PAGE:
Ocular Parasympathetic Syndrome, Postganglionic (Adie's Pupil). Damage to the postganglionic parasympathetic pathways in the long posterior ciliary nerves produces the condition known as tonic pup/l.y , y This type of pupil is large and reacts very little to light when the stimulus is presented briefly but may contract slowly if the light stimulus is maintained for up to 30 to 40 seconds. Redilatation after the light is turned off is also very slow on the involved side. There is a greater pupillary constriction when the patient looks at a near object, and this difference is referred to as light-near dissociation. Tonic pupils are associated with patchy or generalized loss of deep tendon reflexes in Adie's syndrome. y This disorder is more common in women and is pathologically characterized by an idiopathic degeneration of spinal root and ciliary ganglia. It does not result in any clinically important sensory or motor defect apart from the areflexia. In Adie's tonic pupil, the axons of the postganglionic nerve degenerate one by one, producing paralysis of progressively more segments of the iris sphincter muscle. y Examination of the iris under magnification allows the examiner to perceive the segmental loss of constriction around the margin of the pupil in the early and intermediate stages of the disease. When a tonic pupil has been present for a period of time, all sectors become involved and, in general, the pupil becomes fixed at a small diameter.

Ocular Sympathetic Syndromes. With ocular sympathetic lesions (Horner's or Claude Bernard's syndrome), the pathological pupil is the smaller one, and the anisocoria is greater in dim than in bright light. The light reflex is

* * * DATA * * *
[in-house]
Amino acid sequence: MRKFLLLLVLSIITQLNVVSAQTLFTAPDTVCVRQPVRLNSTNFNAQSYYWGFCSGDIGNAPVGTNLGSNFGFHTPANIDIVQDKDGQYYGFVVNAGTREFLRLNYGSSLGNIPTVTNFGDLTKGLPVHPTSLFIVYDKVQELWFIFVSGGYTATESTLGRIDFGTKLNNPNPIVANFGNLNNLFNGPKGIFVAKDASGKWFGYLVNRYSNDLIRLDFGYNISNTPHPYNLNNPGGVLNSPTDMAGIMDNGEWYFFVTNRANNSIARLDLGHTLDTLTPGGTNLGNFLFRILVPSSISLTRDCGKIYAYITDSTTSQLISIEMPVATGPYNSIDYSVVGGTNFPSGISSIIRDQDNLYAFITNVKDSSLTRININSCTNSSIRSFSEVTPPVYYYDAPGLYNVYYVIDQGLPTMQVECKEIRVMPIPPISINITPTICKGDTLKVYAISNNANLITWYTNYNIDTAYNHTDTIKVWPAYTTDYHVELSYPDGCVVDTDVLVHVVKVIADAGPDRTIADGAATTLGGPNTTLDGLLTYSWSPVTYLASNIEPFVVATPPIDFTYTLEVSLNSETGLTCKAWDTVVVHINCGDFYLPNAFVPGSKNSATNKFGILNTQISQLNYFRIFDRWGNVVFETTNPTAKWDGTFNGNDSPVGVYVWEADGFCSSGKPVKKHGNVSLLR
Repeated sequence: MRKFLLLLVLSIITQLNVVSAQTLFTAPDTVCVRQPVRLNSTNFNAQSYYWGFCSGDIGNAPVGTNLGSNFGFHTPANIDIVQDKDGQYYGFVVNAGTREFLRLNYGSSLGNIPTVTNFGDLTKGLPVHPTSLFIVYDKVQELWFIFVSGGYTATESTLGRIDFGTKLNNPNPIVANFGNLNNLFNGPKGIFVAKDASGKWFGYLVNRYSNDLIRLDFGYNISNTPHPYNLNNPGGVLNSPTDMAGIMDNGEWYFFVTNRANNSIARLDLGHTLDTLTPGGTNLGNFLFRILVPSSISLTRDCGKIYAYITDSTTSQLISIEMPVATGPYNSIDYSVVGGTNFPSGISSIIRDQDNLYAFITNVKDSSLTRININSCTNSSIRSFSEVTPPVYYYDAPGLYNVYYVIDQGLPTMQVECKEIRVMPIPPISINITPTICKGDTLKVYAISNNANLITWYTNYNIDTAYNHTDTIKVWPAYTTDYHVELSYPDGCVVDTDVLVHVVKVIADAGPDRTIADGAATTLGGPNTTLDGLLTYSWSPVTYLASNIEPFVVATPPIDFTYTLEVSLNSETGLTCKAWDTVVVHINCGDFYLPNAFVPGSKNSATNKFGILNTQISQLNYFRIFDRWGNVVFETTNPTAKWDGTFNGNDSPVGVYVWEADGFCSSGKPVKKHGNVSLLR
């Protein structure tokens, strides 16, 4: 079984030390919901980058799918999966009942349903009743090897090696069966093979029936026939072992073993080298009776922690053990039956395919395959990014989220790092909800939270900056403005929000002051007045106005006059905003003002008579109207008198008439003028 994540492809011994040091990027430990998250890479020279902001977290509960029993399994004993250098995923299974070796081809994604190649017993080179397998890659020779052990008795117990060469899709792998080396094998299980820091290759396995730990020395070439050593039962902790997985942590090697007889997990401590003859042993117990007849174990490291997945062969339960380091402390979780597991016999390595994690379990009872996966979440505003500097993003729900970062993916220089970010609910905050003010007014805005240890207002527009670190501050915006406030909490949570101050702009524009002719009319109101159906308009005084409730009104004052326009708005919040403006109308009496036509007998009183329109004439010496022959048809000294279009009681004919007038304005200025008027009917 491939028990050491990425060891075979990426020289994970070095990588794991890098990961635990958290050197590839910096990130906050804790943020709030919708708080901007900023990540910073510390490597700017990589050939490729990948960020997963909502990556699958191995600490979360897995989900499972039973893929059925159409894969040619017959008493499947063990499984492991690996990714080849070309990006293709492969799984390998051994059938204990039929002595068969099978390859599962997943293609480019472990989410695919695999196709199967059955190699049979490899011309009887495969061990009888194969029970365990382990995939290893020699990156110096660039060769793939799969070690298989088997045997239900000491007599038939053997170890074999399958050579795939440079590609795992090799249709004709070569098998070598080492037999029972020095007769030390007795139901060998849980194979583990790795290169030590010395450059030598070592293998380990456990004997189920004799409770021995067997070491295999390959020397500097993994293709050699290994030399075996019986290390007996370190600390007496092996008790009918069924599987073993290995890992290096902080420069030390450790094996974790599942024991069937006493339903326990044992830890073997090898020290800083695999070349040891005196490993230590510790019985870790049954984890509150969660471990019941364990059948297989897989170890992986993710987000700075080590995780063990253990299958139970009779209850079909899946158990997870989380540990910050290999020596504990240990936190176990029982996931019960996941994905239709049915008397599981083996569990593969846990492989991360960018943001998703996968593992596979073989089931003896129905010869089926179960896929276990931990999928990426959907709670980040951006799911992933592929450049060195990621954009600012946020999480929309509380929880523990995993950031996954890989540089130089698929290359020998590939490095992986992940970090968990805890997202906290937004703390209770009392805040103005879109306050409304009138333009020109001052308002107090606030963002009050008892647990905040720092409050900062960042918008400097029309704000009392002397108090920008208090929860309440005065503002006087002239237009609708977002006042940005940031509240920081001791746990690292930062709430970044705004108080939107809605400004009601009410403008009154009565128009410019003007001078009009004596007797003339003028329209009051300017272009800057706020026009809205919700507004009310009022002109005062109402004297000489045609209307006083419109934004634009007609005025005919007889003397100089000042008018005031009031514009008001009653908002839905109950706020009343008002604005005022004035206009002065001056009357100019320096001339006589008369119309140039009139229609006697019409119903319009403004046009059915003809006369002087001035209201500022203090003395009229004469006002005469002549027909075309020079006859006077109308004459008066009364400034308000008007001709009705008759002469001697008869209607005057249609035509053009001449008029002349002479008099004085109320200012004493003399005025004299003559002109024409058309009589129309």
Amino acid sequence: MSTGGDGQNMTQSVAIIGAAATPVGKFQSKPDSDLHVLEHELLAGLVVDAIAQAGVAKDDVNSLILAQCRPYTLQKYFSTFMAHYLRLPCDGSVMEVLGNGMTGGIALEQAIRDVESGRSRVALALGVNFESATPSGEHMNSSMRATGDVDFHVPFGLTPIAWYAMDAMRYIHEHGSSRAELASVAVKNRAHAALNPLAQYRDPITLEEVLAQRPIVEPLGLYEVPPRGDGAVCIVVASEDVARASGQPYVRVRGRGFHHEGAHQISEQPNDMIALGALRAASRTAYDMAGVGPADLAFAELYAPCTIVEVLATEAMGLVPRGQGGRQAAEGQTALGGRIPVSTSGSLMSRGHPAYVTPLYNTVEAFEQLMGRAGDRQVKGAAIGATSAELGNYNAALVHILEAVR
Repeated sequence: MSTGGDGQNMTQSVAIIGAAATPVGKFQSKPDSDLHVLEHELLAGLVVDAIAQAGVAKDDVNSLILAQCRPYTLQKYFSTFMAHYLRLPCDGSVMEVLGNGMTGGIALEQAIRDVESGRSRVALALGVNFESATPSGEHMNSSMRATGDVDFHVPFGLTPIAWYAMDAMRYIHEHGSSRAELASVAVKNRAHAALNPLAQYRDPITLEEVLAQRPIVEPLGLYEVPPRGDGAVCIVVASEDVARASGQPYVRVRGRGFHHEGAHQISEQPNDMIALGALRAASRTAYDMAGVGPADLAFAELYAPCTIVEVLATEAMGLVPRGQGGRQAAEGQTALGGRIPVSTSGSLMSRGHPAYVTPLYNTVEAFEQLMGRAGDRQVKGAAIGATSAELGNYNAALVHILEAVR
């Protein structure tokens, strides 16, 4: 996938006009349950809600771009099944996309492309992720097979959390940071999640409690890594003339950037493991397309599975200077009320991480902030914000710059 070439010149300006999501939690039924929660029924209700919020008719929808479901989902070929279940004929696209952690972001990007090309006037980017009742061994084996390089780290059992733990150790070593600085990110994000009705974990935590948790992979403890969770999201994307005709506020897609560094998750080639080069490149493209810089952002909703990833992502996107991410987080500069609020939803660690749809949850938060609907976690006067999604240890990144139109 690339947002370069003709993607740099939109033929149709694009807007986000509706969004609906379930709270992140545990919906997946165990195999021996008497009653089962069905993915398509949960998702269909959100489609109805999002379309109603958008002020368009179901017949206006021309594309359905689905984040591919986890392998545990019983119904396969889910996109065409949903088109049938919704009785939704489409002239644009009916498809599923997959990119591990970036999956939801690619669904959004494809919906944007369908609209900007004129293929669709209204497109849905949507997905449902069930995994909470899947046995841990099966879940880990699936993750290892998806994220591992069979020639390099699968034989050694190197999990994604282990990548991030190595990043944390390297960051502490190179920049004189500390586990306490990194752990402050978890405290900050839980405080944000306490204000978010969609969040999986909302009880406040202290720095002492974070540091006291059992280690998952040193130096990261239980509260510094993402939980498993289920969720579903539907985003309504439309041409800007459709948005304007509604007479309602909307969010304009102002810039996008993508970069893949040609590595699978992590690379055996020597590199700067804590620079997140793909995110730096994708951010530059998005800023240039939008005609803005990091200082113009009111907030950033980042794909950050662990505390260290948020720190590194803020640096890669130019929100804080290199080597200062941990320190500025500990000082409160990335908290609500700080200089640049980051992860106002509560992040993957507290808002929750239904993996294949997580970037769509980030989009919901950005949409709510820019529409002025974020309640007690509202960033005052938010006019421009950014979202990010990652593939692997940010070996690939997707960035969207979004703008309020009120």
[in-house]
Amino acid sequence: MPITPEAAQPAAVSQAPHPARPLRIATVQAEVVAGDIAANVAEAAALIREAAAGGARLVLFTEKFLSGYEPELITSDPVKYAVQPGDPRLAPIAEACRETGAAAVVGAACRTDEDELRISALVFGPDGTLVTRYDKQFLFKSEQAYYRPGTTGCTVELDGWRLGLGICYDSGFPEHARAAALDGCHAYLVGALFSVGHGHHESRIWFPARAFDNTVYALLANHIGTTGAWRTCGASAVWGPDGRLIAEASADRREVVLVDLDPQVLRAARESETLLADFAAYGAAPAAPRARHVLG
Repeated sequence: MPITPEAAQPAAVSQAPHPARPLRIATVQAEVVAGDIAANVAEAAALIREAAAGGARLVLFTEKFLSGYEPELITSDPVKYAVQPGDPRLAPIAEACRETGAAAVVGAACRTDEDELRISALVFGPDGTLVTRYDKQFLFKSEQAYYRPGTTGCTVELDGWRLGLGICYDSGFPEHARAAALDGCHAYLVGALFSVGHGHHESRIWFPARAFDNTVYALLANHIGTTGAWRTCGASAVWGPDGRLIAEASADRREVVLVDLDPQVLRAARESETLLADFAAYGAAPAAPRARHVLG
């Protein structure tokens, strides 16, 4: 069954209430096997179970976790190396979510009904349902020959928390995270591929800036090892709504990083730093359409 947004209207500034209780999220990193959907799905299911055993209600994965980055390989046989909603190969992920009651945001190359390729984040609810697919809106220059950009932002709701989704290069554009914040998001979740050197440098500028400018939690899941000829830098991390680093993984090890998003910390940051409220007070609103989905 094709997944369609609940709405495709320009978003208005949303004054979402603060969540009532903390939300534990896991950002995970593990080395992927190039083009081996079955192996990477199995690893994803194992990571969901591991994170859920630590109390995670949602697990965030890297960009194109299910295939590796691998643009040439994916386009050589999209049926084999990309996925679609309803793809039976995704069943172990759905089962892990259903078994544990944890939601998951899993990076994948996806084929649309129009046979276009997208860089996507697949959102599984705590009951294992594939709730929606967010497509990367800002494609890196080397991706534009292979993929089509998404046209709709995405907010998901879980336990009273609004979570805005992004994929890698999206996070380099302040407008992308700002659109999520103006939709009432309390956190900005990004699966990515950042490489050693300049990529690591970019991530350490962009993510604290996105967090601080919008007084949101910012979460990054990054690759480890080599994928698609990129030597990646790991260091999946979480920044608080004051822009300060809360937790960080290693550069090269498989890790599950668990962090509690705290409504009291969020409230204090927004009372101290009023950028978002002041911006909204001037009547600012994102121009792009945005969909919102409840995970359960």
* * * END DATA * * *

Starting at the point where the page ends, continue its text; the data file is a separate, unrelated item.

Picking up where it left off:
Etiological Category

Specific Etiologies



Developmental structural disorders

Arnold-Chiari malformation, cerebellar ectopias, basilar invagination



Storage diseases: lipidoses, glycogen disorders, and leukoencephalopathies

Tay-Sachs', Gaucher's, Nieman-Pick C, and Pelizaeus-Merzbacher diseases


Aminoacidopathies/organic acidopathies, mitochondrial enzyme defects, and other metabolic errors

Maple syrup urine disease, nonketotic hyperglycinemia; Leigh's disease mitochondrial myopathies


Chromosomal abnormalities and neurocutaneous disorders



The degenerative dementias

Alzheimer's disease


Movement disorders

Parkinson's disease, progressive supranuclear palsy, Wilson's disease, Shy-Drager syndrome



Friedreich's ataxia, autosomal dominant cerebellar degeneration


Degenerative motor, sensory, and autonomic disorders

Parasympathetic dysautonomia, Shy-Drager-syndrome, acute pandysautonomia



Endogenous metabolic disorders

Diabetes, hypomagnesemia


Exogenous acquired metabolic disorders of the nervous system: toxins and illicit drugs



Nutritional deficiencies and syndromes associated with alcoholism

Wernicke-Korsakoff syndrome, vitamin E deficiency



Viral infections

Brain stem encephalitis


Nonviral infections

Mucormycosis (diabeties), fungal meningitis



Small vessel arteriosclerosis, berry aneurysm, artery dissection



Primary neurological tumors

Brain stem glioma, medial sphenoid ridge and parasellar meningioma; Pancoast's carcinoma (lung), lymph node metastases (cervical)


Metastatic neoplasms and paraneoplastic syndromes

Paraneoplastic brain stem encephalitis; meningeal carcinomatosis, neuroblastoma, ovarian carcinoma



Demyelinating disorders of the central nervous system

Multiple sclerosis